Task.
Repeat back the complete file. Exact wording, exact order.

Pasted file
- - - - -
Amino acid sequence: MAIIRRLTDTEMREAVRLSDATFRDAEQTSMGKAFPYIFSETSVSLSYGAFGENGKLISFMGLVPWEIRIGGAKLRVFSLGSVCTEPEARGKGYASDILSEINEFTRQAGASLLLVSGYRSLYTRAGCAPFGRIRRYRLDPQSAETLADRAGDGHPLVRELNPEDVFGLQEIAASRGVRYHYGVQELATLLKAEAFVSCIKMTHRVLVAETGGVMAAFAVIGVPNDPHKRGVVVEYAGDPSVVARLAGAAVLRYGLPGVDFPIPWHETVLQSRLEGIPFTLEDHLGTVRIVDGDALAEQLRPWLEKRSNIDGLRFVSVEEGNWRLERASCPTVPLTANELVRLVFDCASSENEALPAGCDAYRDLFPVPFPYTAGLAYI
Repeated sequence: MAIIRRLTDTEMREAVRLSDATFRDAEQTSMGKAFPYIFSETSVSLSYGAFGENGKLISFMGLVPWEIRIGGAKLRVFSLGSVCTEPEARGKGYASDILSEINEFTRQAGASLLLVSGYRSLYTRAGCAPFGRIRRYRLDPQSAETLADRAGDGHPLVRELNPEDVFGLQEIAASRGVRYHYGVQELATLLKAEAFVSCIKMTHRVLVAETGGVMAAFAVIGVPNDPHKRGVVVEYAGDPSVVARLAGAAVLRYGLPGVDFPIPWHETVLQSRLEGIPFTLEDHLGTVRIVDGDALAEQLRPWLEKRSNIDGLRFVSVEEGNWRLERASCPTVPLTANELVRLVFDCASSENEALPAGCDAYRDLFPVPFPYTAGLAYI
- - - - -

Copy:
Amino acid sequence: MAIIRRLTDTEMREAVRLSDATFRDAEQTSMGKAFPYIFSETSVSLSYGAFGENGKLISFMGLVPWEIRIGGAKLRVFSLGSVCTEPEARGKGYASDILSEINEFTRQAGASLLLVSGYRSLYTRAGCAPFGRIRRYRLDPQSAETLADRAGDGHPLVRELNPEDVFGLQEIAASRGVRYHYGVQELATLLKAEAFVSCIKMTHRVLVAETGGVMAAFAVIGVPNDPHKRGVVVEYAGDPSVVARLAGAAVLRYGLPGVDFPIPWHETVLQSRLEGIPFTLEDHLGTVRIVDGDALAEQLRPWLEKRSNIDGLRFVSVEEGNWRLERASCPTVPLTANELVRLVFDCASSENEALPAGCDAYRDLFPVPFPYTAGLAYI
Repeated sequence: MAIIRRLTDTEMREAVRLSDATFRDAEQTSMGKAFPYIFSETSVSLSYGAFGENGKLISFMGLVPWEIRIGGAKLRVFSLGSVCTEPEARGKGYASDILSEINEFTRQAGASLLLVSGYRSLYTRAGCAPFGRIRRYRLDPQSAETLADRAGDGHPLVRELNPEDVFGLQEIAASRGVRYHYGVQELATLLKAEAFVSCIKMTHRVLVAETGGVMAAFAVIGVPNDPHKRGVVVEYAGDPSVVARLAGAAVLRYGLPGVDFPIPWHETVLQSRLEGIPFTLEDHLGTVRIVDGDALAEQLRPWLEKRSNIDGLRFVSVEEGNWRLERASCPTVPLTANELVRLVFDCASSENEALPAGCDAYRDLFPVPFPYTAGLAYI